The Financial Status of Medicare

The American Enterprise Institute hosted a panel discussion on Monday concerning the financial status of Medicare and highlighting the Medicare Trustees? Report. Joe Antos of AEI moderated the discussion, which included a Medicare trustee and other experts.

Richard Foster, chief actuary for the Centers for Medicare and Medicaid Services, outlined the Medicare Trustees? Report. The outlook for the Hospital Insurance (HI) trust fund has been well documented, with expenditures surpassing revenues in 2013 and reaching insolvency in 2026, four years earlier than predicted last year. But these dates are based on ?intermediate cost? assumptions. Under ?high-cost? assumptions, the HI trust fund would reach insolvency in 2015.

Referring to the Supplemental Medical Insurance (SMI) trust fund, Foster said, ?Compared to last year, it?s not very pretty.? Despite a 4.8% reduction in provider payments, overall Medicare payments to doctors actually increased 7% last year because of higher volume. Foster said we should expect about a 12% increase in beneficiary premiums and a comparable increase in general revenue financing when SMI refinances for next year. That would bring the Part B monthly premium to about $66, up from $58.70 this year.

Thomas Saving, a Medicare public trustee and professor at Texas A&M University, discussed the effect on the budget if Social Security and Medicare are taken together, without changes to current law. Together, Social Security and Medicare would account for about 16% of GDP by 2075, up from about 7% in 2003. Medicare and Social Security shortfalls together would require nearly 80% of the projected federal income tax revenues in 2075. Saving said it is important to point out that funding shortfalls would have to be covered by general revenue transfers, to the detriment of other programs. If a prescription drug benefit were added to Medicare that covered 25% of drug costs for seniors, Medicare and Social Security shortfalls together would require about 90% of projected federal income tax revenues in 2075. However, if a prescription drug benefit covered 75% of seniors? drug costs as some would advocate, the Medicare and Social Security shortfalls would require 110% of projected tax revenues in 2075. ?The debt will eventually come due,? said Saving.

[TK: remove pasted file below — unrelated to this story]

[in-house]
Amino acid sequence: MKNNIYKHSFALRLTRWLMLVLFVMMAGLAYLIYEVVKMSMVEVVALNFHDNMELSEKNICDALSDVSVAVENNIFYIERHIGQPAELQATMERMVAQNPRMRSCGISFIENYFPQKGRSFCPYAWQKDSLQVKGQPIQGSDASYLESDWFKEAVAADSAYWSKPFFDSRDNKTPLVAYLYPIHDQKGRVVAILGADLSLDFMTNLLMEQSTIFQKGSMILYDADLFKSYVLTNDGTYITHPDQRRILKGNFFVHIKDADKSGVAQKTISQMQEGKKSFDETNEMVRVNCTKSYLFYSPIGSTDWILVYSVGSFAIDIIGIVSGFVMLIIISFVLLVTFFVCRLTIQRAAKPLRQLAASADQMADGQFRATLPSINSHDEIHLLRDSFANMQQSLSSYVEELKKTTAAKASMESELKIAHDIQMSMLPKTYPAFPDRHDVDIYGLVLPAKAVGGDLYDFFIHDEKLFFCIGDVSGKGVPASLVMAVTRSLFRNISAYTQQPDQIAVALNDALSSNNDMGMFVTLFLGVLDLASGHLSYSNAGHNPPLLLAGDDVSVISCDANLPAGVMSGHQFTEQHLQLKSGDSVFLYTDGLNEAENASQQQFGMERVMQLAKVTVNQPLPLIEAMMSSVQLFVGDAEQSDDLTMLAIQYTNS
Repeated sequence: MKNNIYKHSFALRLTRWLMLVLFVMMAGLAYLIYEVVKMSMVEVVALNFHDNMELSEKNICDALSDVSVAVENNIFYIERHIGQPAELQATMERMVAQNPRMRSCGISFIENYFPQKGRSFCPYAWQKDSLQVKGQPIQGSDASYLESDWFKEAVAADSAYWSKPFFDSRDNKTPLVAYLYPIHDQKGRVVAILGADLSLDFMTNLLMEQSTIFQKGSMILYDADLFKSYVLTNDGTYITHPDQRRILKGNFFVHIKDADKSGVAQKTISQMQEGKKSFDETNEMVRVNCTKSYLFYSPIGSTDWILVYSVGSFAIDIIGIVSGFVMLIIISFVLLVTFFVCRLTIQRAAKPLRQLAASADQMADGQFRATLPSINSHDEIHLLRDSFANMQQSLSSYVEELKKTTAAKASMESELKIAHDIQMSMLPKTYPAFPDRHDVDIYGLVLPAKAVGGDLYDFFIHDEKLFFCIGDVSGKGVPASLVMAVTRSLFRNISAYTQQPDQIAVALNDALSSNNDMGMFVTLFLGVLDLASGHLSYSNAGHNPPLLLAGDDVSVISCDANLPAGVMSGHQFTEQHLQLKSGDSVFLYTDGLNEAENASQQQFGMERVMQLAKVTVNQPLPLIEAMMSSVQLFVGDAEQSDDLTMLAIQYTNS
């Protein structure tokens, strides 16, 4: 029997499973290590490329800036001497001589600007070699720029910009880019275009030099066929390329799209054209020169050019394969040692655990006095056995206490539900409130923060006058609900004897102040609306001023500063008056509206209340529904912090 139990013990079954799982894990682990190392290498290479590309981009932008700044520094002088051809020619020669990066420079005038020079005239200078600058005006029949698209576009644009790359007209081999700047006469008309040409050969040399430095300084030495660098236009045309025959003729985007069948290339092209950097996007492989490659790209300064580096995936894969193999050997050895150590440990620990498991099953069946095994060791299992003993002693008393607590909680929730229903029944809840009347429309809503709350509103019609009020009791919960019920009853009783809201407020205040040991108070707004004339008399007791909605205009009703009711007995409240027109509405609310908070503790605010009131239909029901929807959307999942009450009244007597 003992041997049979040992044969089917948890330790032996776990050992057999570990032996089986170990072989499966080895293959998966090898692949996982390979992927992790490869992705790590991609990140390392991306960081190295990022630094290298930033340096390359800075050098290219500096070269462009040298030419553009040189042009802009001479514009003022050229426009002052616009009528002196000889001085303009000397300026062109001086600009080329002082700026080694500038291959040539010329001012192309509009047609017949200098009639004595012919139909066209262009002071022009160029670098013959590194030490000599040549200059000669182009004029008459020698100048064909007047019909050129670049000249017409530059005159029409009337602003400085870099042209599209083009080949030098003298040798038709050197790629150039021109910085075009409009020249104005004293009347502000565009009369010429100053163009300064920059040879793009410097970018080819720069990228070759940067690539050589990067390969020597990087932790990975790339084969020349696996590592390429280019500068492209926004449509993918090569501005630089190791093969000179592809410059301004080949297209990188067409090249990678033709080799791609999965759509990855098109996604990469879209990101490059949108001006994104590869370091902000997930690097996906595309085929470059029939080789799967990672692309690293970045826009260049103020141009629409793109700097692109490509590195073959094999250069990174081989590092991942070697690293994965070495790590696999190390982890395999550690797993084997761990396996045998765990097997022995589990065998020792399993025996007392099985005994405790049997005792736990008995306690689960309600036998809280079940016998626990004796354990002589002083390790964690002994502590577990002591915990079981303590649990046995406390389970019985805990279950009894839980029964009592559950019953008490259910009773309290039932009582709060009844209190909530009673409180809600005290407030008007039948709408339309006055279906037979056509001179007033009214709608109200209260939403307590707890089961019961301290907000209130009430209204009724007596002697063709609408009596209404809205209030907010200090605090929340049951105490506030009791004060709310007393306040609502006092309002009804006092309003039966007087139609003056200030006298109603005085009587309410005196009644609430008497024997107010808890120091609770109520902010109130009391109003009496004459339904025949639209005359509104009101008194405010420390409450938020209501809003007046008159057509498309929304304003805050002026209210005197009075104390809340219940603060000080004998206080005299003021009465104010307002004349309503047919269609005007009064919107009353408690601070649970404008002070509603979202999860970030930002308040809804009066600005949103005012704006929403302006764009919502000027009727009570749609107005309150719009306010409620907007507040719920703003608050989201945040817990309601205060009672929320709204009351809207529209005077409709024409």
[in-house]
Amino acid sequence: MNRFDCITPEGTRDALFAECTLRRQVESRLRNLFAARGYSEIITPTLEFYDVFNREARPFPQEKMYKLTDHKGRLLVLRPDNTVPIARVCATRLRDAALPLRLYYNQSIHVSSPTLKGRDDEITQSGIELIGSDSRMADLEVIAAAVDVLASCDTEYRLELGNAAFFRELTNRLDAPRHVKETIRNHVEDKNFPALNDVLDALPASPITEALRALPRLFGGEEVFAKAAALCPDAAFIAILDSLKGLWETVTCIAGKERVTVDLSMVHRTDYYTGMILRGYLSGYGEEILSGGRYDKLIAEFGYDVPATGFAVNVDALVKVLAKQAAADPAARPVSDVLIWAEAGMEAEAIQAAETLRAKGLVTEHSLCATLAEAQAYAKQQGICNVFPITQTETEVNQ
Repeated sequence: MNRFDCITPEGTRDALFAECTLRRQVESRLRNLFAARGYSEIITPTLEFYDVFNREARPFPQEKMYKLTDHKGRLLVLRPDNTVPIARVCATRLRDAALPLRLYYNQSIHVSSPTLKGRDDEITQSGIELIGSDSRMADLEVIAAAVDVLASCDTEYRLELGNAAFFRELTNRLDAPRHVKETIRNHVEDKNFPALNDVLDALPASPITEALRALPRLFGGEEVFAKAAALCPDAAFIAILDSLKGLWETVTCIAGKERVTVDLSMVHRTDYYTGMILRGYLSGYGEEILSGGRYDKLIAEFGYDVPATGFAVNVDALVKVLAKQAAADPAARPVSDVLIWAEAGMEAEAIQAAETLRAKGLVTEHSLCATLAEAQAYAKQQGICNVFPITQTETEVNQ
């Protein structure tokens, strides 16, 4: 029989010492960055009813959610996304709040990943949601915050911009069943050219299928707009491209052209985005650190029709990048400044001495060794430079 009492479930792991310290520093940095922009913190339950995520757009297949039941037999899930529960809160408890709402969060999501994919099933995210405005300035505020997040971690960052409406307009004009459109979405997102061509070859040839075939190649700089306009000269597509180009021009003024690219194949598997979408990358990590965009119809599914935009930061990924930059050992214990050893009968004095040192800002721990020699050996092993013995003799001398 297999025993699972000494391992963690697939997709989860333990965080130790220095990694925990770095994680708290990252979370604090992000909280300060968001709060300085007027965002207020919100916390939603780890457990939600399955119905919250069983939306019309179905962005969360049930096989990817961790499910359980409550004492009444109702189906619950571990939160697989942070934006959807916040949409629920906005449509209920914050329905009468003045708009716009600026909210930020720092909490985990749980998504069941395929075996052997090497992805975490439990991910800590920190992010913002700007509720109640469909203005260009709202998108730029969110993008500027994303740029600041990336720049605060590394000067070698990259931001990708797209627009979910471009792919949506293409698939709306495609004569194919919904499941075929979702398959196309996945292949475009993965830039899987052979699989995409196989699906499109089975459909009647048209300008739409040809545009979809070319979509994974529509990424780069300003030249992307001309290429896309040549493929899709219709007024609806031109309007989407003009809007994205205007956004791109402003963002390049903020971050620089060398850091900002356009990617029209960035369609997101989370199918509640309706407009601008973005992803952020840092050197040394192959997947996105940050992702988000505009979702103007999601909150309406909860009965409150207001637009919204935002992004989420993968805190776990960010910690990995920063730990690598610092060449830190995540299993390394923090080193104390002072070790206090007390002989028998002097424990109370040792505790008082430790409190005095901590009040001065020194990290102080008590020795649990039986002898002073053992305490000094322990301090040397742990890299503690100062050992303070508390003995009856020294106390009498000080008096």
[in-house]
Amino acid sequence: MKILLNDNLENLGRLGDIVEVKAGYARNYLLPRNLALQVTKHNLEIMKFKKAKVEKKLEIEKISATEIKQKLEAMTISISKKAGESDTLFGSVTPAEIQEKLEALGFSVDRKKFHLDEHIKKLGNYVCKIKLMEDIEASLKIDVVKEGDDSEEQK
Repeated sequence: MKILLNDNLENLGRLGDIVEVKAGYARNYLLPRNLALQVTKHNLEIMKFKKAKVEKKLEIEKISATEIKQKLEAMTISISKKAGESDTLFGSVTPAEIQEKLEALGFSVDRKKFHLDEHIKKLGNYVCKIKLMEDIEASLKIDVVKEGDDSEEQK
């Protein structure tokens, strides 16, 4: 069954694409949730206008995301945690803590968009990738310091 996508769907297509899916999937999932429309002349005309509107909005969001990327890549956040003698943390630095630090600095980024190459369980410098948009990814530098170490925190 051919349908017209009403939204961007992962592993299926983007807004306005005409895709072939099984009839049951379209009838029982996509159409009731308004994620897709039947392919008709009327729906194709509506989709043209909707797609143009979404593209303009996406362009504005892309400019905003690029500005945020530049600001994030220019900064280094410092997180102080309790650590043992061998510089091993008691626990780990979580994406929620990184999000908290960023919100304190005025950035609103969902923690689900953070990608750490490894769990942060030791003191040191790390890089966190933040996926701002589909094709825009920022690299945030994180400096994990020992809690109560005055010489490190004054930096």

To describe just how costly a Medicare prescription drug benefit could be, Jagadeesh Gokhale of AEI presented an AEI analysis of Congressional Budget Office (CBO) projections of the long-term cost of two specific proposals congress considered last year. H.R.4954, also known as the House Republican bill that was passed by the House last summer but that died in the Senate, would have had a 75-year cost of about $5.5 trillion and an infinite-horizon cost of about $12 trillion. The Senate Democratic bill, S.2625, would have had a 75-year cost of about $10 trillion and an infinite-horizon cost of about $21 to $24 trillion. Gokhale said these estimates were conservative.

Steve Lieberman of CBO made the point that the projected growth in Medicare of GDP + 1% is more favorable than actual experience and is based on an unrealistic assumption. On a real income basis, Medicare costs grew by GDP + 2.8% between 1970 and 2002.

Len Nichols of the Center for Studying Health System Change said that Medicare is growing at about the same rate as health care spending overall, and that the rate of Medicare growth relative to GDP is actually slowing. He said spending growth per beneficiary has also slowed. Nichols pointed to three possibilities to keep the program solvent: Dedicated tax increases in either the payroll tax or income tax, increased beneficiary cost-sharing, or broader changes to the structure of the program. Nichols counseled against the extremes saying, ?Realism will be required to solve the long-term financial problem.? Instead, Nichols argued for Medicare to become a more powerful purchaser of health services.

Joe Antos of AEI said Medicare has the same problem as the health care system as a whole: The incentives are aligned wrong. In the private health care system, it?s because of the tax incentives for employment-based health insurance; in Medicare, it?s the perverse incentives in the traditional fee-for-service program.

–Joe Moser
Galen Institute